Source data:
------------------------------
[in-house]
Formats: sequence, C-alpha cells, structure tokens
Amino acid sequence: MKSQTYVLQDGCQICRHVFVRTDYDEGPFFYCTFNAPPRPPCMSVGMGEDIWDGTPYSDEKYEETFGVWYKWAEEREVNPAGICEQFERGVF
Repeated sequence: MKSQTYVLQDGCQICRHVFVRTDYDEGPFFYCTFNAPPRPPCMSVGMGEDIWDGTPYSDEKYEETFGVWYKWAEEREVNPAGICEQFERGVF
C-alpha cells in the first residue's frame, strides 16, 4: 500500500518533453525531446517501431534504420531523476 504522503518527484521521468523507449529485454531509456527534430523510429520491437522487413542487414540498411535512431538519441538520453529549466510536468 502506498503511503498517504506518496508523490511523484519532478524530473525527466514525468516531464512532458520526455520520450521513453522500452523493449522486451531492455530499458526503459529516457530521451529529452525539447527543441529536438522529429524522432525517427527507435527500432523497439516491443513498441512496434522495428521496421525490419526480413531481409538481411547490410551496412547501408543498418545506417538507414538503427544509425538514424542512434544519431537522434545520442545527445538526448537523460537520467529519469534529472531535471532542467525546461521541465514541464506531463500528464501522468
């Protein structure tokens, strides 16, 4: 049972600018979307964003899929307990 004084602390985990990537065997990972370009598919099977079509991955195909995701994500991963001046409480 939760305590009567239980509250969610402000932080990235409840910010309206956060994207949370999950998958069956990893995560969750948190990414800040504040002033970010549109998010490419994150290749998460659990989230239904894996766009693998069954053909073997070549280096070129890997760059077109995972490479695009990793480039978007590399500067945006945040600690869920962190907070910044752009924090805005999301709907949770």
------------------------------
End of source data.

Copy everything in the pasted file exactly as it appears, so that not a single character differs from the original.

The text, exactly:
[in-house]
Formats: sequence, C-alpha cells, structure tokens
Amino acid sequence: MKSQTYVLQDGCQICRHVFVRTDYDEGPFFYCTFNAPPRPPCMSVGMGEDIWDGTPYSDEKYEETFGVWYKWAEEREVNPAGICEQFERGVF
Repeated sequence: MKSQTYVLQDGCQICRHVFVRTDYDEGPFFYCTFNAPPRPPCMSVGMGEDIWDGTPYSDEKYEETFGVWYKWAEEREVNPAGICEQFERGVF
C-alpha cells in the first residue's frame, strides 16, 4: 500500500518533453525531446517501431534504420531523476 504522503518527484521521468523507449529485454531509456527534430523510429520491437522487413542487414540498411535512431538519441538520453529549466510536468 502506498503511503498517504506518496508523490511523484519532478524530473525527466514525468516531464512532458520526455520520450521513453522500452523493449522486451531492455530499458526503459529516457530521451529529452525539447527543441529536438522529429524522432525517427527507435527500432523497439516491443513498441512496434522495428521496421525490419526480413531481409538481411547490410551496412547501408543498418545506417538507414538503427544509425538514424542512434544519431537522434545520442545527445538526448537523460537520467529519469534529472531535471532542467525546461521541465514541464506531463500528464501522468
């Protein structure tokens, strides 16, 4: 049972600018979307964003899929307990 004084602390985990990537065997990972370009598919099977079509991955195909995701994500991963001046409480 939760305590009567239980509250969610402000932080990235409840910010309206956060994207949370999950998958069956990893995560969750948190990414800040504040002033970010549109998010490419994150290749998460659990989230239904894996766009693998069954053909073997070549280096070129890997760059077109995972490479695009990793480039978007590399500067945006945040600690869920962190907070910044752009924090805005999301709907949770």